Frost/Nixon

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I didn’t expect to like this movie when I saw it. It was part of a special movie viewing that included all the Oscar Best Picture nominated films. It was just part of the package so to speak.  I expected to get a bit of a history lesson about Nixon and all I could hope for was not to be too bored. It was a pretty interesting story and the movie itself was nicely done. Fairly interesting story, good characters, and great acting. But it was by no means the best picture of the year.

Nixon has essentially gotten away with something very illegal without any prosecution except he has to resign from the presidency but others would have gone to jail for what he did.  Nixon has been exiled to California and impatiently awaits the day when he can return to Washington where the action is. The American public is very upset that he has gotten away with what he did and they want some kind of confession or retribution.  Realizing this, a British talk show host, David Frost, gets the idea to interview Nixon to get a confession for the American people and to secure his place in US television. Nixon, at this time hadn’t done any interviews and surprises everyone when he agrees to the interview with Frost. Nixon believes he can easily outfox Frost and get back into the good graces of the American People via a positive interview. The interview becomes a cross roads of life for both participants.  If Frost wins the interview, he will keep his current show venues in Australia and get syndicated in the US, but if Nixon wins the interview then Frost will be on the way out by losing his current shows and Nixon will be able to re-enter politics.  What happens when the camera rolls?  You will have to watch the film to find out.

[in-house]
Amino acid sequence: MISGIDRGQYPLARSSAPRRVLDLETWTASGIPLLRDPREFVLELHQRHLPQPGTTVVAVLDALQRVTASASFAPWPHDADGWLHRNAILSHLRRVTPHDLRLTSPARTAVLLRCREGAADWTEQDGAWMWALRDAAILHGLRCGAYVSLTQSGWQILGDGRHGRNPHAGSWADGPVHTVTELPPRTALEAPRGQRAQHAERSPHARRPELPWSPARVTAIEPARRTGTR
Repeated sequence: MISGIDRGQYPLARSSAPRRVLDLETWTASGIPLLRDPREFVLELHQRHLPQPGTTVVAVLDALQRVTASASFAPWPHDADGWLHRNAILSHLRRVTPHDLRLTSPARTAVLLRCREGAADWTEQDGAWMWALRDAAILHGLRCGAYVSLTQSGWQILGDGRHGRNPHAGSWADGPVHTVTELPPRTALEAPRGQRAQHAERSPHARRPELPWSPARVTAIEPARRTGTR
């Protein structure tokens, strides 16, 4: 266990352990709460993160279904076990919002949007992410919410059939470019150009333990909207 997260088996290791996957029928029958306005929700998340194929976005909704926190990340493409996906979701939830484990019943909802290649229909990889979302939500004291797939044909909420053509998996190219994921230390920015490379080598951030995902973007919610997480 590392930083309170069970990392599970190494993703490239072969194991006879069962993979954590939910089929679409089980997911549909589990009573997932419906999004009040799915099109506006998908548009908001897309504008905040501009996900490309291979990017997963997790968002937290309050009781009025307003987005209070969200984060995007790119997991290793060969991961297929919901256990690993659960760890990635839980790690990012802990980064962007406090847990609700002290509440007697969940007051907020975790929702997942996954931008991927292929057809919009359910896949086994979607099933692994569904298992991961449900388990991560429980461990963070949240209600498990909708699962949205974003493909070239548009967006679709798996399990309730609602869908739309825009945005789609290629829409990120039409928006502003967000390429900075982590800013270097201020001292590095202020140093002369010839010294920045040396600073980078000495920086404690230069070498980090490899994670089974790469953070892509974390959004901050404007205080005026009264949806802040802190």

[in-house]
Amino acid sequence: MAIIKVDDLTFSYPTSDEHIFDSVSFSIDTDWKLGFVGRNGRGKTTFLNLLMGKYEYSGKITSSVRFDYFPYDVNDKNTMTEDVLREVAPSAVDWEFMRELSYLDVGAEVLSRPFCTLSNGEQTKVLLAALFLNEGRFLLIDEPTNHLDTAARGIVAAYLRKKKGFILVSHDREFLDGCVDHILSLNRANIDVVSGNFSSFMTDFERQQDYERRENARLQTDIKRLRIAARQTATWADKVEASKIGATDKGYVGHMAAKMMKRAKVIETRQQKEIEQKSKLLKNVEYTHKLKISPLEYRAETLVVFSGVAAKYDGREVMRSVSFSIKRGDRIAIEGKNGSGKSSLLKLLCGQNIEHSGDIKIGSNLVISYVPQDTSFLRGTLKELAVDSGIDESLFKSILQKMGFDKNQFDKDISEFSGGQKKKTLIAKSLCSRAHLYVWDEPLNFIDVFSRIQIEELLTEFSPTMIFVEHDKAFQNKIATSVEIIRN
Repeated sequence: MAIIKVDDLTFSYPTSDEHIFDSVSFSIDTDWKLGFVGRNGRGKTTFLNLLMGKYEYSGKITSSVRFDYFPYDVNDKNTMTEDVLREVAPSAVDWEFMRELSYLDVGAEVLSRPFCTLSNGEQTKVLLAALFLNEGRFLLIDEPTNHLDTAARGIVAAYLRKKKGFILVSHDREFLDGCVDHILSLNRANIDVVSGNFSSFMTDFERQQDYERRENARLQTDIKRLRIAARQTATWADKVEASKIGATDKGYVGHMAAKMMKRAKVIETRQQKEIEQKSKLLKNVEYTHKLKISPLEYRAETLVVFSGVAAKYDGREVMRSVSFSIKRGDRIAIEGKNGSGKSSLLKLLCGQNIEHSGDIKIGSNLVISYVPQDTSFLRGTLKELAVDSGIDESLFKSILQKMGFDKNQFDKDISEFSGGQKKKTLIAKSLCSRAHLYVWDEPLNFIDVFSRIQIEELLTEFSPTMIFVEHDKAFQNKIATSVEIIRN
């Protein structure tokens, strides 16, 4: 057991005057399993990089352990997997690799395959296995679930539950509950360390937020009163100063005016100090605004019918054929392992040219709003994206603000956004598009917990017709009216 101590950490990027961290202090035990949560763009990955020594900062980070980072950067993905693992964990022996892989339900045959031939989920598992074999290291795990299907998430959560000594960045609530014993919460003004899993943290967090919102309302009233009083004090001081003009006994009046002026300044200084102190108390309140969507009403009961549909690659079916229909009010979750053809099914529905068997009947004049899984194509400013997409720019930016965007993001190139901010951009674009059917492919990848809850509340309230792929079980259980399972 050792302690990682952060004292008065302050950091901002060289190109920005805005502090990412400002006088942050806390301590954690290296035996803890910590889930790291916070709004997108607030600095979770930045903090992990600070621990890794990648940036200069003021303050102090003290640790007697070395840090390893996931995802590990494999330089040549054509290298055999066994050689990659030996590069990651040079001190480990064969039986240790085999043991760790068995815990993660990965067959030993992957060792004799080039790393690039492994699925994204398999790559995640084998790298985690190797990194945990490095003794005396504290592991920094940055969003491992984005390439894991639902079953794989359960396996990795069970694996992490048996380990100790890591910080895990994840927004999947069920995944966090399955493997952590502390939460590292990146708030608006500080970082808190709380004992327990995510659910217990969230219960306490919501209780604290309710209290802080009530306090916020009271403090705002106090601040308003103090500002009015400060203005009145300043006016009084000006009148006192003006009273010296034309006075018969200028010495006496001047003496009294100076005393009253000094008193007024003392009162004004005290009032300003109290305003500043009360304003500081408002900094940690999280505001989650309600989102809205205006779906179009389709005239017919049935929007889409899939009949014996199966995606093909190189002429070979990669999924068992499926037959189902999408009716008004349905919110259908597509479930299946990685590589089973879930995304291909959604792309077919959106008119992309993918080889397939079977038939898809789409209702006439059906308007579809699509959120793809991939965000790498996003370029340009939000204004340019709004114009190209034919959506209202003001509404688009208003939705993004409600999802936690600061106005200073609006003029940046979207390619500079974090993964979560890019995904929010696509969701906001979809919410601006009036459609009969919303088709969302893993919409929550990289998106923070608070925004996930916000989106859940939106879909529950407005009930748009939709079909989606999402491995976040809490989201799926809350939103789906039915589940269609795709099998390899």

I really thought this film would be boring.  I don’t care much about what happened to Nixon.  However, I found this movie to be so well done that it was interesting.   It is the characters that make this film.  There isn’t much of a plot story.  Its just the arranging of the interviews and the interviews themselves.  But as we go, we find out about the people behind the interviews.  And each character is so well done, that you feel like you know them by the end and more over you want to know them. That is what makes this film.

Because its the characters that make this film, you have to have good acting.  And that we do have.  Frank Langella is Richard Nixon.  He did an excellent job.  To me, he looked like and sounded like Nixon.  Michael Sheen was great as David Frost.  He is the show host playboy.  He has lots of “friends” but on one really believes in him, but in the end he shows his mettle. You will recognize two other players in the interview scene. Kevin Bacon plays a supporter and friend of Richard Nixon.  He is someone who believes Nixon was wronged and wants to help get him back in political play.  And Oliver Platt plays one of the researchers for Frost. He and the other researcher played by Matthew Macfadyen try to encourage Frost to help with the research and to take the interviews more seriously but don’t seem to get through to him.  Rebecca Hall plays Caroline who is Frost’s new girlfriend and she seems to lend him emotional support but really has no other role than a pretty distraction.  Overall, I thought the acting was great and it makes this film.

For a historical film, its pretty good.  Frost/Nixon is nicely presented and well done. It has good acting and dialogue. If you like these kinds of historical pieces, or if you are interested in Richard Nixon then you would enjoy this film. 

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